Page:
Category: Author: Heather
Eighty-nine million people in the United States watched 1.2 billion online videos today.
Fifty-two percent of consumers say that watching product videos make them more confident in online purchase decisions. And, 96 percent of consumers find videos helpful when making purchase decisions online.
Your social video content needs to be on point
Whether you’re recording a video for YouTube or going live on any of the latest social media video platforms (Facebook, Blab, Periscope, to name a few), social video is currently the most effective marketing tool at your disposal.
1. Prepare, prepare, prepare
Know what you’re going to say. Or, at least have an idea. If rehearsing or writing a second by second script feels inauthentic, at least sketch out your main points. Preparation creates confidence and eliminates “um’s”—meaning you’ll come across as a thought leader.
2. Keep it right, keep it tight
When TED curator Chris Anderson invites the world’s most intelligent leaders to speak, he gives them 18 minutes. Our brains are wired to pay attention for 10 to 18 minutes, no longer. 18 minutes is the length of John F. Kennedy’s inaugural speech. If 18 minutes is good enough for JFK, it’s good enough for you.
But, that’s long-form video.
The ideal length of a YouTube video is less than three minutes. Instagram limits video to a maximum of 60 seconds, but ideally video on the platform should be 3 to 15 seconds. For maximum engagement, Facebook videos should be 30 to 45 seconds. Snapchat records for 10.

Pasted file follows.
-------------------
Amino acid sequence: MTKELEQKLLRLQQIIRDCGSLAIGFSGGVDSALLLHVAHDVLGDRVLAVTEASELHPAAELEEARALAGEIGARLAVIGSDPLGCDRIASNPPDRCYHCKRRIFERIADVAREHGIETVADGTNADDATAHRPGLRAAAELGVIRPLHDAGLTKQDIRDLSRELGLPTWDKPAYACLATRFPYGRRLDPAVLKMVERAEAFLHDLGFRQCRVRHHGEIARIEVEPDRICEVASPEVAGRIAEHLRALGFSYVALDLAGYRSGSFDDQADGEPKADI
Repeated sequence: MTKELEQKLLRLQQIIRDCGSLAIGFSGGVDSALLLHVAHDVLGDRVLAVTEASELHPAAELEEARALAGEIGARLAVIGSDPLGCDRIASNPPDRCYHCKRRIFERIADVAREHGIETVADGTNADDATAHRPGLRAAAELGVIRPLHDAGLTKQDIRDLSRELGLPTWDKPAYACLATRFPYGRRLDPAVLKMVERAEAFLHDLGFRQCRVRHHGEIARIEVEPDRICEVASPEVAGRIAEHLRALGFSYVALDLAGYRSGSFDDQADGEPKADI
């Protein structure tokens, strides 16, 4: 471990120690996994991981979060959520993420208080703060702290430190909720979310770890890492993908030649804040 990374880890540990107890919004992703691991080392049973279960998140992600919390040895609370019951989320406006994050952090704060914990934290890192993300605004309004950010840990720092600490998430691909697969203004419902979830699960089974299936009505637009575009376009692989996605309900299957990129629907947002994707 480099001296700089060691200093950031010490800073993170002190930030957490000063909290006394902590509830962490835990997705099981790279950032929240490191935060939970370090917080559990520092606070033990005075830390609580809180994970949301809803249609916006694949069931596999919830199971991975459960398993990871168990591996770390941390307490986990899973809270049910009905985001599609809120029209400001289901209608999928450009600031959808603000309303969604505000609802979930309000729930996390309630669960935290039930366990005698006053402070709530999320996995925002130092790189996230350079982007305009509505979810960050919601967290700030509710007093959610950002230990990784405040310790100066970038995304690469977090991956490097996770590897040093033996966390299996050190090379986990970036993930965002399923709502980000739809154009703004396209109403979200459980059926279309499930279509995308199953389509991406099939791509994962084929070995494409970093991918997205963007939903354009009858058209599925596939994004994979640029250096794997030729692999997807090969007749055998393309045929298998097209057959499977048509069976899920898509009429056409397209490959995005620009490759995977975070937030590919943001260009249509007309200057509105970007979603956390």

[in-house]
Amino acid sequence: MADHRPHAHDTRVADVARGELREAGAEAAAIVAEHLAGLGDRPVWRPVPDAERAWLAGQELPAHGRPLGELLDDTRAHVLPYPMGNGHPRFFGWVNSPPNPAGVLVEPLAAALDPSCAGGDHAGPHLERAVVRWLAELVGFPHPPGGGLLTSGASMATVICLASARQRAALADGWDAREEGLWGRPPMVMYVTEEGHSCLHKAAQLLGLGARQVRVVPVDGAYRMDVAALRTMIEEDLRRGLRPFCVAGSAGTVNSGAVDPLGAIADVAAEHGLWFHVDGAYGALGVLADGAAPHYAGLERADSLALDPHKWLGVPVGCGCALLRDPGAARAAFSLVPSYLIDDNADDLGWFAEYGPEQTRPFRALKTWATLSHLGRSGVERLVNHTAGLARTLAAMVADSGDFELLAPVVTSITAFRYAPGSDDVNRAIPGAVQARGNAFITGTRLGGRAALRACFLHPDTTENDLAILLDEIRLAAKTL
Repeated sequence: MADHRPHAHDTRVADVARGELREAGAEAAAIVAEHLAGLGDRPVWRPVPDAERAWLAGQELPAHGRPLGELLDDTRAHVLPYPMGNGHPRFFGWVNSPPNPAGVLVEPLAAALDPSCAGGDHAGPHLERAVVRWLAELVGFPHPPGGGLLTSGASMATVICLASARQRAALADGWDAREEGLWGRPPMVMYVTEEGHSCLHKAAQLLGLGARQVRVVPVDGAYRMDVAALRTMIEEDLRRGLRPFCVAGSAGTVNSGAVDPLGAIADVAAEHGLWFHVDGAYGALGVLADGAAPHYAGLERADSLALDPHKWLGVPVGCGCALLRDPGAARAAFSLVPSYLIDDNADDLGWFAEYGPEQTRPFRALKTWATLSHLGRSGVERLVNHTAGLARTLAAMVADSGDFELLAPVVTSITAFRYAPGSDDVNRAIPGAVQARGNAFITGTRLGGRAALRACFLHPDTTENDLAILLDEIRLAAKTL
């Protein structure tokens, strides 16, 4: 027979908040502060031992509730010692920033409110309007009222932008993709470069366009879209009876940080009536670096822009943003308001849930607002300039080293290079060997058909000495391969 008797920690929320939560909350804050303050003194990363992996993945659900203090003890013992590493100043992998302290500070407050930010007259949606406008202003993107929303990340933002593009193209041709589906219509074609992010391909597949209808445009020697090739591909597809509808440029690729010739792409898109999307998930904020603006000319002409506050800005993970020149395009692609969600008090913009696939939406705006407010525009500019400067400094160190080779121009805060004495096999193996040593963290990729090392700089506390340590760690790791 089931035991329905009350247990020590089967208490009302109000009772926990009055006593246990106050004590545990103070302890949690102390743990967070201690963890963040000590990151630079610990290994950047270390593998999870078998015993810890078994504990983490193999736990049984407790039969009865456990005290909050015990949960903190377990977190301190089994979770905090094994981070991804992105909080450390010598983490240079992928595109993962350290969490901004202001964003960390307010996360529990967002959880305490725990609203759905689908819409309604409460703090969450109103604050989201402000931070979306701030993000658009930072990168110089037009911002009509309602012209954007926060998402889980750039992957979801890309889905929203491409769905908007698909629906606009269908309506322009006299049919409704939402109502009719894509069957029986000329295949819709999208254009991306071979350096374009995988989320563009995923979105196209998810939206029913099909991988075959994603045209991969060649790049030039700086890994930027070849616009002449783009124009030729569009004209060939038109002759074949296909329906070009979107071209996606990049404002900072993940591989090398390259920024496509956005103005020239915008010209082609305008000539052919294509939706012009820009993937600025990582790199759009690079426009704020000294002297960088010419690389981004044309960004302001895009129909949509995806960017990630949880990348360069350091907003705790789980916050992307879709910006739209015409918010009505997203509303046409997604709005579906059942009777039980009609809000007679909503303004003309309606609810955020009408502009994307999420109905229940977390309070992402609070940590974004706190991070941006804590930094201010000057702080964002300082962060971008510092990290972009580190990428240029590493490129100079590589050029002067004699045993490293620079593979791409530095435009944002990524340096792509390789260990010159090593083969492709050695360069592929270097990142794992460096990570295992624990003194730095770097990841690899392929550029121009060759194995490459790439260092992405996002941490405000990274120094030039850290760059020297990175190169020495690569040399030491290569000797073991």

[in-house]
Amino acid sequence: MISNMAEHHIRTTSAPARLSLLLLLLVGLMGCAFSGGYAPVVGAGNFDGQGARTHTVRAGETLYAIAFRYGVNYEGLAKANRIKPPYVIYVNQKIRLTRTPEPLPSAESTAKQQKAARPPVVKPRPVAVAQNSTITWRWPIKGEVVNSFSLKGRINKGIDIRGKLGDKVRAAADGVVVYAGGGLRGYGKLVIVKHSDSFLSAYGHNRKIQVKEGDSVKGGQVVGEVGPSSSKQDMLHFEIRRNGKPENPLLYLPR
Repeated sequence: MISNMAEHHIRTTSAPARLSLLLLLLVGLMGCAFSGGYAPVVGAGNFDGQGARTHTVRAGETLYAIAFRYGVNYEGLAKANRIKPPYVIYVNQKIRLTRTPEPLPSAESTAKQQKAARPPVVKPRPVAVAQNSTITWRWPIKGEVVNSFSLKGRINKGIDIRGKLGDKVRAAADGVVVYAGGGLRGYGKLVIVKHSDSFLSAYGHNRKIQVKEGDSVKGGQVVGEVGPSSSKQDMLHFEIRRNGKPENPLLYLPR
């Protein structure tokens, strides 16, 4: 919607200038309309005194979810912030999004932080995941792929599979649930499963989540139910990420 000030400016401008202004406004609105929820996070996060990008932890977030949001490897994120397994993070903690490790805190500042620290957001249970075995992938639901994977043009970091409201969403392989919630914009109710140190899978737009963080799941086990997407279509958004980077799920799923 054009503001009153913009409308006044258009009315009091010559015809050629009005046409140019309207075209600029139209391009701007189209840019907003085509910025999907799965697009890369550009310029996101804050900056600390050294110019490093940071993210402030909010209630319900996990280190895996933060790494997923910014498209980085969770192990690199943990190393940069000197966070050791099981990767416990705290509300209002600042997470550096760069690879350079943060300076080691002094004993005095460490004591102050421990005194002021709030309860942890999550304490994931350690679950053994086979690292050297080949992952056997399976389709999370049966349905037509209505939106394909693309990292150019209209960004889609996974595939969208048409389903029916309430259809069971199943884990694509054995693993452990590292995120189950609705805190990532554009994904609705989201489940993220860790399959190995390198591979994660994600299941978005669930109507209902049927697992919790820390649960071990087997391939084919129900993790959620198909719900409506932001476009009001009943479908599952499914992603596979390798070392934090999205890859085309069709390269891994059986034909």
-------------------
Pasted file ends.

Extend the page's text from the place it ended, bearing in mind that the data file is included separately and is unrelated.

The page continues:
3. Rule of thirds
Keep in mind the rule of thirds. Using your imagination, divide the video screen in thirds, you should occupy one-third of the screen. If you don’t, move the camera closer (move, don’t zoom). If you’re taking up more than one-third of the screen, move the camera back.
4. Be aware
When you sit in front of your bookcase, does it look like there’s a plant growing out your head or a trophy that looks like a neck growth? Be aware of what’s behind you and how it looks on camera. Consider positioning yourself in front of a blank wall or sheet.
5. Slow and steady wins the race
Whether you use a tripod or prop up your smartphone with a few books and binder clips, do something to keep your video steady. The “Blair Witch Project” wasn’t good in 1999, so let’s not recreate it. It doesn’t matter how informative, creative, or inspiring your content is, viewers won’t stick around if they get seasick from watching you.
6. Drop the mic
Using your smartphone to record? Invest in a smartphone mic. I purchased mine on Amazon for less than $30. It’s unidirectional and plugs directly into the headphone jack.
7. Light the way
If your office tends to be a bit dark—and even if you think it’s not—add additional lights. Desk lamps on either side of the camera, pointed in your direction are an inexpensive and effective way to brighten your video.
Adapt your video content to best fit the platform. Sharing the same content across every platform is inappropriate. Where a live Q&A might work on Blab or Facebook Live, a demonstration or tutorial might be more appropriate for YouTube.
No matter the platform or the content, it must be interesting, emotional, positive, and brand-centric.